Vice President for Community Services
University of Texas at San Antonio
501 W. Cesar Chavez Blvd.
The University of Texas at San Antonio, One UTSA Circle, San Antonio, TX 78249
The University of Texas at San Antonio is dedicated to the advancement of knowledge through research and discovery, teaching and learning, community engagement and public service. As an institution of access and excellence, UTSA embraces multicultural traditions, serving as a center for intellectual and creative resources as well as a catalyst for socioeconomic development and the commercialization of intellectual property - for Texas, the nation and the world.
UTSA’s mission statement reflects not only a dedication to education and research, but also to community engagement and the service values it was charged with at its inception. As a public university founded to serve Texas, and particularly San Antonio, the largest city without a public university at the time (1969), UTSA has consistently partnered with
community stakeholders with a sense of shared destiny and commitment to improve our region. As one of the leading Hispanic- Serving Institutions in the U.S., with an emphasis on higher education access and an emerging research profile, UTSA’s basic Carnegie classification is RU/H as a doctoral granting university with high research activity.
UTSA recognizes community engagement through a number of different campus- wide awards for achievement and distinction in community engagement. The following are examples of UTSA’s commitment to recognizing students, faculty, alumni, and community members for their efforts in community engagement.
UTSA’s Distinguished Achievement Award for Excellence in Community Engagement is presented at an annual convocation to one faculty and one staff member who display exemplary community service by providing leadership and who have made significant contributions in the community. The award recognizes the importance of sustained contributions to the community, thereby creating partnerships and collaborations with the university. Last year, the award went to Francine Romero, associate professor of public administration in the College of Public Policy. Romero installed UTSA as a lead partner in the San Antonio Mayor’s Vision SA2020. The partnership brought together 1,200 community members in a series of town hall collaborative sessions to discuss the future of the city and include their voices in the year-
long planning process. Romero took a lead role in the process including the implementation area of Civic Engagement and Government Accountability.
The UTSA Student Center for Community Engagement and Inclusion recognizes students for their community
engagement activities and commitment. In a partnership with Wells Fargo Bank, individual awardees receive a $500 stipend and organizations receive a $1,000 award. In the preceding year 16 awards were presented. One example of an individual award is Tanita Wiley, a sociology senior who worked with the San Antonio Youth Center to develop and implement an afterschool mentoring pathway for inner city youth.
The annual University Life Awards recognize faculty, students, and alumni for their community engagement activities, for volunteer work in the community, and for service to the university. These awards are traditionally hosted by the Student Government Association.
UTSA also celebrates service to the community at the President’s Scholarship and Awards Dinner. The event brings together approximately 700 guests including civic and business leaders, faculty, staff and students. The previous year’s gala was themed “Together We Serve” and recognized individuals who provided exceptional leadership in vital community endeavors and partnerships.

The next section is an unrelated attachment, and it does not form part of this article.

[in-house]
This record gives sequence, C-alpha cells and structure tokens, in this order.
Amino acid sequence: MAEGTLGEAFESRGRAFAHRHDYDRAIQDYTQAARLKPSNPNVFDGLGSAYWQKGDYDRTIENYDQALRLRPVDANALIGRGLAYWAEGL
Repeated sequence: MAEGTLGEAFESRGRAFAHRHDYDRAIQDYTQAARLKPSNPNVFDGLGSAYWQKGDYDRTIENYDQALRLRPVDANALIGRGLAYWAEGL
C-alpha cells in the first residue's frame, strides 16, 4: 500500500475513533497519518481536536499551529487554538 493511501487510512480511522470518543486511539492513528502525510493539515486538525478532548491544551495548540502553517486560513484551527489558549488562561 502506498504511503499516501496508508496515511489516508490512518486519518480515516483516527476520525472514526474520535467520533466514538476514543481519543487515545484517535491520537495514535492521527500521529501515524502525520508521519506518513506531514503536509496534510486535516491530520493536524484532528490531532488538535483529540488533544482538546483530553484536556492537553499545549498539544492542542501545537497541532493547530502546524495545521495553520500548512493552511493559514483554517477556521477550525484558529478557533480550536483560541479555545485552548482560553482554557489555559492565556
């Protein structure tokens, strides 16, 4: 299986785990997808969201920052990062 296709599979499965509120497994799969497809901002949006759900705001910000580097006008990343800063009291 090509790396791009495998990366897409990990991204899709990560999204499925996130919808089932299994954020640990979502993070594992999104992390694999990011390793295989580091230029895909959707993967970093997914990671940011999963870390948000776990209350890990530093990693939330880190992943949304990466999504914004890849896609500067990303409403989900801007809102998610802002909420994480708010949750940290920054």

Various UTSA schools and colleges including public policy, education, architecture, liberal and fine arts, honors and business, confer awards to community leaders, faculty, staff and students for service to the community. At the annual Alumni Gala, faculty, staff, and students are recognized for their public service contributions to the community.
The Vice President for Community Services has administrative oversight responsibilities for community engagement activities across the institution. In this capacity he oversees, directly administers, or has access to several assessment systems to collect community members' perceptions of the institution's activities in the community. These systems ensure a continuing dialog and retain strong relationships with community partners allowing for an open exchange about the university's involvement. The following are descriptions of several of these systems:
The UTSA Outreach Council was established in 2007 by President Ricardo Romo. The purpose is to collect, analyze, and disseminate engagement/outreach activity information throughout the institution; to promote collaboration where outreach interests may overlap; to foster community engagement and the exchange of ideas; and to provide a forum for community representatives to express their assessment of the institution’s community engagement activities. The council includes representatives from university departments and colleges as well as community representatives from various sectors. The council meets twice a year and is chaired by the Vice President for Community Services.
The university’s strategic plan - - UTSA 2016 - A Shared Vision - - entails extensive dialogues with community representatives to formulate a comprehensive vision and strategic initiatives to “serve the public through community engagement”. The dialogues occurred over a six month period to gather community perceptions regarding UTSA’s current and future efforts to advance community engagement at all levels. An implementation plan is in place to systematically and regularly track and report progress (Trac Dat System). Community input and advice is sought through the Outreach Council biannually, and quarterly through various sub- committees of the University Development Board.